This is definitely a defining moment in the history of Orlando's creative / tech / entrepreneurial scene. This is something I've been working on personally, along with hundreds of others, for what feels like forever now. That, or 7 years, whichever comes first.
A few years ago, I was in the right place at the right time to be able to hold an unconference during the Create Chaos event. (Big thanks to Katrina Diamond and Dana Delapi for the opportunity.)
I bring up BarCamp Chaos because it was capitalizing on a huge opportunity we have in Orlando - it is such an awesome destination - 50+ million visitors come here every year for pleasure, conventions, training, or to escape the snow. Major publications' travel columns have been picking up on the better qualities of the rest of Orlando (the part outside of Touristan) for some time now, like this week in New York Magazine. The locals know about all the cool culture in Orlando, and the rest of the world is starting to learn about it too. Now it's time for the Creatives to gain awareness in the wide world alongside the neighborhoods.
Today two people visited Urban ReThink from Kitchener/Waterloo in Canada - it's a well-known technology hub, but these two folks (one of whom works at an incubator with 50+ startup companies) thought they had something to learn from us. I fully intend to follow up on that meeting and keep the relationship alive. We have also had reporters from Brazil, Japan, Australia and other parts of the country ask us questions about Urban ReThink and what is going on here. While they are asking about UR, they are just asking because that's one of the few things they can see through the pin-prick-sized aperture they have to look at Orlando's creative scene.
When I say "this is going to be a turning point", I don't just mean Hilary's talk, but I also do mean Hilary's talk.
Not to put an undue amount of pressure on her, but I'm going to use her as an example.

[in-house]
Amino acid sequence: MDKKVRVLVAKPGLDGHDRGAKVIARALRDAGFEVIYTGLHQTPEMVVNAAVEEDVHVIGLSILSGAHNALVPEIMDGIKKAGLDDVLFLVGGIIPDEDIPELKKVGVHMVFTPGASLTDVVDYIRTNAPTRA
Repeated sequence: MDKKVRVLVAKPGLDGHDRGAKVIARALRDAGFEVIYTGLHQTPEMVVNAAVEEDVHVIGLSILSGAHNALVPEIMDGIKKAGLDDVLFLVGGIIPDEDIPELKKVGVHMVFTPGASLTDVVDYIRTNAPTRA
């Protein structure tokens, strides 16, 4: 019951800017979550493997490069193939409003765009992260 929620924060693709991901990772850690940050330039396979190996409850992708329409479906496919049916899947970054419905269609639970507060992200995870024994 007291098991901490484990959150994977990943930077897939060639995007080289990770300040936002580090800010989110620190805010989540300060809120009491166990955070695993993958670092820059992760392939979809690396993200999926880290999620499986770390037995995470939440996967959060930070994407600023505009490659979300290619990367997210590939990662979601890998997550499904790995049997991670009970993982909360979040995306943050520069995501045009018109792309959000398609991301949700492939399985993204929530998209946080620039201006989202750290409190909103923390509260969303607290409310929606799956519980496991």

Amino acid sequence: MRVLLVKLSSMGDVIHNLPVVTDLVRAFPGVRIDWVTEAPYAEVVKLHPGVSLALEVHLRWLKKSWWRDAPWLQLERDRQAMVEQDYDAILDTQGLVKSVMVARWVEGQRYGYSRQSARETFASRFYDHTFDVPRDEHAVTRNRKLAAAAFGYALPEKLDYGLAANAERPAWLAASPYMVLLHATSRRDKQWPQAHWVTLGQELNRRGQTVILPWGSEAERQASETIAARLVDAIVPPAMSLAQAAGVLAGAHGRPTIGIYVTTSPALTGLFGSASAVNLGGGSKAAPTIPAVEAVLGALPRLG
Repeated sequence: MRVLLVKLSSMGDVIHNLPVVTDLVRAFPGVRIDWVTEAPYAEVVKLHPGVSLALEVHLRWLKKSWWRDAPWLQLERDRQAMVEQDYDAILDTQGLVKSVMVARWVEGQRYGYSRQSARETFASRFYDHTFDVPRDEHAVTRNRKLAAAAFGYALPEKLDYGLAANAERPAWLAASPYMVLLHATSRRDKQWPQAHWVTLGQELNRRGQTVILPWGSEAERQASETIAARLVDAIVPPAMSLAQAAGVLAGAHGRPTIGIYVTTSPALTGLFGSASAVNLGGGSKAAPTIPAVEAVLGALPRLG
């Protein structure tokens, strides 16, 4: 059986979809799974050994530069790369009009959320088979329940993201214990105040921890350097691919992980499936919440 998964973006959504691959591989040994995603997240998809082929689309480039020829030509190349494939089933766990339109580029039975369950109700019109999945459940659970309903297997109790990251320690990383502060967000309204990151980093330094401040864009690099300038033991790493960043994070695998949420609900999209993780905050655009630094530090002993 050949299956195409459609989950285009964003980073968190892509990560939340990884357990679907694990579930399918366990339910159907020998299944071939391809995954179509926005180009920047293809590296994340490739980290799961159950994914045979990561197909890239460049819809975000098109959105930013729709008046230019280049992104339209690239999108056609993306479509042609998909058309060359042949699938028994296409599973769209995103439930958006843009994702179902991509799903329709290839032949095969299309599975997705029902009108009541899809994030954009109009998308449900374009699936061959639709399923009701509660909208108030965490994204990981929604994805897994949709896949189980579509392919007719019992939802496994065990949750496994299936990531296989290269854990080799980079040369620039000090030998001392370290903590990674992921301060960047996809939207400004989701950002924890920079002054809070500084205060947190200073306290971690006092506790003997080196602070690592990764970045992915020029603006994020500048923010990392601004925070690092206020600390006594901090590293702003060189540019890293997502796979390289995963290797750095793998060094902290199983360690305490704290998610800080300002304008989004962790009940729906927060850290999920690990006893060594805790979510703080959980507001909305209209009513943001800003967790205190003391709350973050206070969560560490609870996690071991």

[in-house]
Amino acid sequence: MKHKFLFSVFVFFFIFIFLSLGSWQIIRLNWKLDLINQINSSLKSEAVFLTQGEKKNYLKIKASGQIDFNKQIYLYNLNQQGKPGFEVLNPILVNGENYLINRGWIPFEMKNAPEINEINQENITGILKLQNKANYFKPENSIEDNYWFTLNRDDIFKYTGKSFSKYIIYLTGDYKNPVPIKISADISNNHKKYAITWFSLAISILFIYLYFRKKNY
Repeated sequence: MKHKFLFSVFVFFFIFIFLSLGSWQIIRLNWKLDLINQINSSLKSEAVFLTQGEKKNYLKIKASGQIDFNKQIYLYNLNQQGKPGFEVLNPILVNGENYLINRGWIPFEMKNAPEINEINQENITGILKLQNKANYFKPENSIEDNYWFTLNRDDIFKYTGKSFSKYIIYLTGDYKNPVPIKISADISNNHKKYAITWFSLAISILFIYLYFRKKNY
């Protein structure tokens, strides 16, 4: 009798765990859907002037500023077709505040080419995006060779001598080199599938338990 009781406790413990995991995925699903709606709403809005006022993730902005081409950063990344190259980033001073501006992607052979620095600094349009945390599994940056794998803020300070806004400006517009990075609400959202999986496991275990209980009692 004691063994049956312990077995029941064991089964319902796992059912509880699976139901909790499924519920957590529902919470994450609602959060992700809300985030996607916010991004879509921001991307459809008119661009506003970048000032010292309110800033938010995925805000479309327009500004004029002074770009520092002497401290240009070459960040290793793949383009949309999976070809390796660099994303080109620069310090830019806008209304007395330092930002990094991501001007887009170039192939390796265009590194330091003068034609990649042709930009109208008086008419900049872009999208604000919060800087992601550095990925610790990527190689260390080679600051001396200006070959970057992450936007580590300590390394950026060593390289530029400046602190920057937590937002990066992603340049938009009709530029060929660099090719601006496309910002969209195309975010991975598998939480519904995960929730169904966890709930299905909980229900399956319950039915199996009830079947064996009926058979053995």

For example, Hilary is on a technology advisory board for Mayor Michael Bloomberg of New York. She has also given keynote presentations in front of thousands of people, or in front of a few people who can afford a more intimate setting. If she has something nice to say about Orlando, it will be hard to measure the exact impact of her report, but I promise you it will have an impact. One theme that comes up over and over in my life is that the world is a very small place and technology is making ii smaller by the minute.
Should I be writing this? It sounds like we are trying to use someone who we are having as a guest to get something we want. That's not how I see it. This is more of a "you get out what you put in" or "if you make yourself available" or something like that. I have nothing directly to gain from this event other than getting to meet someone I admire and respect. Beyond that I'm happy to know everyone else is having a good time, and last but not least that we have raised a few dollars for the Urban Think Foundation.
I could just as easily write about my excitement in discovering Lance Vick at BarCampMiami - "this guy is going to put Orlando on the map", I said to myself at some point. Hopefully he will help open the aperture the rest of the world has to see Orlando in the process.
Yet another reason why tomorrow's event is kind of a big deal has to do with the idea of making events like this recurring - maybe we bring Hilary back, maybe other special guests, maybe we start up the Creative Summit after the idea has been laying on the back burner for so long. There are lots of paths to take from this point, which is no different from most of the rest of life. Except this time there is an amazing group of people helping out.